While this invention has been described in conjunction with a preferred embodiment thereof, it is obvious that modifications and changes therein may be made by those skilled in the art without departing from the spirit and scope of this invention.
1. In a pneumatic pump comprising:
a vessel adapted to be immersed in a body of liquid;
liquid inlet and outlet one-way check ports near the bottom of said vessel; and
gas valve means for discharging liquid from said vessel comprising:
a servo valve body;
a gas exhaust port in said body connected between said vessel and a zone at low pressure;
a gas charge port in said body in alignment with said exhaust port and connected between the interior of said vessel and a source of pressurized gas;
an exhaust stop valve and a charge stop valve operative to close said gas exhaust and charge ports, respectively;
a gas chamber in said valve body;
a gas pressure-responsive member mounted in said chamber for movement therein in opposite directions;
said exhaust and charge stop valves being carried on said pressure-responsive member and movable together therewith, said stop valves being so disposed that a force on one side of said pressure-responsive member moves said exhaust and charge stop valves together to close said exhaust port and open said charge port and a force on the other side of said pressure-responsive member moves said stop valves together to open said exhaust port and close said charge port;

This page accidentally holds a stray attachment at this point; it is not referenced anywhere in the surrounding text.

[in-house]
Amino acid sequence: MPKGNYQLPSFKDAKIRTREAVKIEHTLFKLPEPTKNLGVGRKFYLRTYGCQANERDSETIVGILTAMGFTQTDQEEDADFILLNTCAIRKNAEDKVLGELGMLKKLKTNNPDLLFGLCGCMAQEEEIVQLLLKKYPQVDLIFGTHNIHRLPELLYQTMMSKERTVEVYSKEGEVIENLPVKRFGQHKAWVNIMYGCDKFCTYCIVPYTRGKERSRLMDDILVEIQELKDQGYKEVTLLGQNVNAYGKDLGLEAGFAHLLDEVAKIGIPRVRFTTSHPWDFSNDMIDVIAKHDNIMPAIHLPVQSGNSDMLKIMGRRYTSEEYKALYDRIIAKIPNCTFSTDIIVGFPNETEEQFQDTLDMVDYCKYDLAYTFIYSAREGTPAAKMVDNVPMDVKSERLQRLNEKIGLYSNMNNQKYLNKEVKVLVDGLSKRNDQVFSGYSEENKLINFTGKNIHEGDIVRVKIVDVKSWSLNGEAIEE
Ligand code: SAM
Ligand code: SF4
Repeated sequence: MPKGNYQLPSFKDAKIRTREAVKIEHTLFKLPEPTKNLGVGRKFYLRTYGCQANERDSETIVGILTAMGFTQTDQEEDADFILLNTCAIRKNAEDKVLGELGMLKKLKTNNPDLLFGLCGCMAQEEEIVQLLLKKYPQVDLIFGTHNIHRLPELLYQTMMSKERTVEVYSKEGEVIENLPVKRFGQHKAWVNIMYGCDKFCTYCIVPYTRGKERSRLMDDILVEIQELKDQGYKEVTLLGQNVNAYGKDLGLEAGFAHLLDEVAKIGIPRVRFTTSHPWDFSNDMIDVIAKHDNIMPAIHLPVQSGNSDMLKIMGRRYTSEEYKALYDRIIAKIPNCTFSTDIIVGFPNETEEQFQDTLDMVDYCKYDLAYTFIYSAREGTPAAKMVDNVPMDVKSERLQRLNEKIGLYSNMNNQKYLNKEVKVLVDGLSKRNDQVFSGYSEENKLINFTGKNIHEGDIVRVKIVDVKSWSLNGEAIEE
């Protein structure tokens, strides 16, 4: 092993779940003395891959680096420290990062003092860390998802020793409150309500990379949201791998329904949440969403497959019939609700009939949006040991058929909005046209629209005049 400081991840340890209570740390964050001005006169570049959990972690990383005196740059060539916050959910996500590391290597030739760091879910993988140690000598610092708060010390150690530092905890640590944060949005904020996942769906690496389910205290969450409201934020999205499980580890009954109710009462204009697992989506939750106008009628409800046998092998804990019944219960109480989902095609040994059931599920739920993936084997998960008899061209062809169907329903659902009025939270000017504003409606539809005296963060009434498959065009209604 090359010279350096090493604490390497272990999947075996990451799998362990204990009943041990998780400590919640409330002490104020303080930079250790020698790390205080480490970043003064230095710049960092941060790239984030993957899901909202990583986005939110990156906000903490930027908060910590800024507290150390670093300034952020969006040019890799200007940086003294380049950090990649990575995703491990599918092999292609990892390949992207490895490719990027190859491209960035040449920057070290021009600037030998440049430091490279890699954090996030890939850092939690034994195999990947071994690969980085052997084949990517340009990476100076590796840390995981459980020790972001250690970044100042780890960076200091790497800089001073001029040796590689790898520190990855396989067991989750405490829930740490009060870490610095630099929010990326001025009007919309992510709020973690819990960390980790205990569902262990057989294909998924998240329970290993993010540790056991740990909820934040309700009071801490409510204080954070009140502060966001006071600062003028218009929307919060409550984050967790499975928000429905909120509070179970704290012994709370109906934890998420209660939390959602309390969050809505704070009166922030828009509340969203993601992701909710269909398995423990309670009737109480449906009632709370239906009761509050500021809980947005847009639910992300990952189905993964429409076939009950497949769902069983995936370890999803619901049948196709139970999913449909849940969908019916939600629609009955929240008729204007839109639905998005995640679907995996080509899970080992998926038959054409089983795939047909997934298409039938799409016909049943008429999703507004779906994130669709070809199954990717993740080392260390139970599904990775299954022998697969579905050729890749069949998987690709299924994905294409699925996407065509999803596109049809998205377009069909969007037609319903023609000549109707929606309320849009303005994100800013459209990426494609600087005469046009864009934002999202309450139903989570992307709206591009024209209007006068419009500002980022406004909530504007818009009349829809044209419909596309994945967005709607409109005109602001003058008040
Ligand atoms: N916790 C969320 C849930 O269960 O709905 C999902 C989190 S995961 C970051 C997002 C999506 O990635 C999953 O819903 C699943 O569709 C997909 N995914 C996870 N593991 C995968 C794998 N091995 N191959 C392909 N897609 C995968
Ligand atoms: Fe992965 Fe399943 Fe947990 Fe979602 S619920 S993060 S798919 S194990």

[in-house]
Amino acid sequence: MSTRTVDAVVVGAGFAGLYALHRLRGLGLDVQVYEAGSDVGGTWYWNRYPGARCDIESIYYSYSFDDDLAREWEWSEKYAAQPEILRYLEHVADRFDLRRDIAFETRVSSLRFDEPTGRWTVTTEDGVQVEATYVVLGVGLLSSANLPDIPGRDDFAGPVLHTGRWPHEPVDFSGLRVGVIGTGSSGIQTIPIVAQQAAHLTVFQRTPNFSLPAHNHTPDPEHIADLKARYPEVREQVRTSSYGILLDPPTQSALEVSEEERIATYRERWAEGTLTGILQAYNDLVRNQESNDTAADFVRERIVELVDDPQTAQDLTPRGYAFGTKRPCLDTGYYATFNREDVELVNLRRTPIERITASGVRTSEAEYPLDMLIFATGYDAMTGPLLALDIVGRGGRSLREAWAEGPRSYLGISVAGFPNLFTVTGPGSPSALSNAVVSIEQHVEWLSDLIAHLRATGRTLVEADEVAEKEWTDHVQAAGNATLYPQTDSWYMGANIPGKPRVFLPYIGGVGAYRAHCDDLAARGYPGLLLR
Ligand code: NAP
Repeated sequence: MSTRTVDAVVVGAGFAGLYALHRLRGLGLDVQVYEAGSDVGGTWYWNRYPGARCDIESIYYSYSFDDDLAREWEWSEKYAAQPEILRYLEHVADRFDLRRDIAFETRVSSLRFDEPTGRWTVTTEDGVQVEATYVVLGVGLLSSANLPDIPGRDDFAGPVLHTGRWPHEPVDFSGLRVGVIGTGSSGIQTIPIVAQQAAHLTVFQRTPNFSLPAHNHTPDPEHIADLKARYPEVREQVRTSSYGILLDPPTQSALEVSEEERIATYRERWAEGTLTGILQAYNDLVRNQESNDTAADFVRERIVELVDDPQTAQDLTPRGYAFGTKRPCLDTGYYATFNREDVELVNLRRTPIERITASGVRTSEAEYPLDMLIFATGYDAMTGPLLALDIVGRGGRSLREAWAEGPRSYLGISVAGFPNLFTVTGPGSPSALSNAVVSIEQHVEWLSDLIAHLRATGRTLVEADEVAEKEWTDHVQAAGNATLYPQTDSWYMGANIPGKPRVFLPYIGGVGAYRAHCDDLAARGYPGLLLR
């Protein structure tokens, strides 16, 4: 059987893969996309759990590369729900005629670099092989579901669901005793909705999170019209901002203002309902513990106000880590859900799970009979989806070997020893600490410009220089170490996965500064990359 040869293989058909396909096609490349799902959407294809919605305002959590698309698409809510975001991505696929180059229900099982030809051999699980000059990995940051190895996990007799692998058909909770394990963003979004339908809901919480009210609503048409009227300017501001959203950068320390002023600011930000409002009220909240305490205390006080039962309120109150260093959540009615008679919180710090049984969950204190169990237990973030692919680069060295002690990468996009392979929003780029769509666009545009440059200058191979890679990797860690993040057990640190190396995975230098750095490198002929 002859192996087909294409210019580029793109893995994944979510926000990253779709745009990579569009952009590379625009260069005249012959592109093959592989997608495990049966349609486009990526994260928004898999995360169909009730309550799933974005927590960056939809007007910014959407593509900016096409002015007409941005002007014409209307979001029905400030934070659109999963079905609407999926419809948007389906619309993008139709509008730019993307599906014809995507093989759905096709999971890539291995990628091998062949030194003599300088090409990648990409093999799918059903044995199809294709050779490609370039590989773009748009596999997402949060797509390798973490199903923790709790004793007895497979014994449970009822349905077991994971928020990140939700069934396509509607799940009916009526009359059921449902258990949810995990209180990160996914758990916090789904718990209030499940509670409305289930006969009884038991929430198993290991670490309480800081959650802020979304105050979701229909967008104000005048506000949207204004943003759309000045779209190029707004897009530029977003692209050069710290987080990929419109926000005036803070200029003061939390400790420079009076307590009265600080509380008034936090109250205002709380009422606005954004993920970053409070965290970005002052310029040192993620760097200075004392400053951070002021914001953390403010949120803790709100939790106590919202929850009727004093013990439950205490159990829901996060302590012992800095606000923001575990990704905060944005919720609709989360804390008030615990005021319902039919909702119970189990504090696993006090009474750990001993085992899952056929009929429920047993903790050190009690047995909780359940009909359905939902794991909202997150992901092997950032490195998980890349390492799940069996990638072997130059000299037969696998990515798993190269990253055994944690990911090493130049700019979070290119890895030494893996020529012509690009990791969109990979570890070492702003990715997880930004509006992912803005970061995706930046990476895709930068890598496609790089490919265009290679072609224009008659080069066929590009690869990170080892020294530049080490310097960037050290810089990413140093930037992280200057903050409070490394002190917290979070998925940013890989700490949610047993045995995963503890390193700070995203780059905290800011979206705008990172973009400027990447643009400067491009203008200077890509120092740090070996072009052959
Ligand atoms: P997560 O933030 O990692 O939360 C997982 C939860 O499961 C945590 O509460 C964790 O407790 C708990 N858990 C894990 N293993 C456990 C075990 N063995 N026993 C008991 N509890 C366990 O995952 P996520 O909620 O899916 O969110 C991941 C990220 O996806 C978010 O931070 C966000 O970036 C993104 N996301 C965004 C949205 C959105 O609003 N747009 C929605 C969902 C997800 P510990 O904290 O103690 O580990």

a load vent duct opening into said chamber on said one side of the pressure-responsive member;
biasing means of said other side of said pressureresponsive member;
a primary vent duct connecting said load-vent duct to a low pressure zone;
a gas load duct adapted to be connected to a source of pressurized gas;
a pilot valve flow passage connecting said gas load duct and said primary vent duct'to said load-vent duct; I
a two-position pilot' valve movablejin said valve flow passage betweenone position wherein it blocks the connection between said load-ventduct and said primary vent ductfand the other position wherein it blocks the connection between said loadvent duct and said gas load duct; and
means operative when liquid in said vessel reaches a predetermined'high level *to move said pilot valve to said one position and means operative when liquid in said vessel reaches a predetermined low level to move said pilot valve to said other position.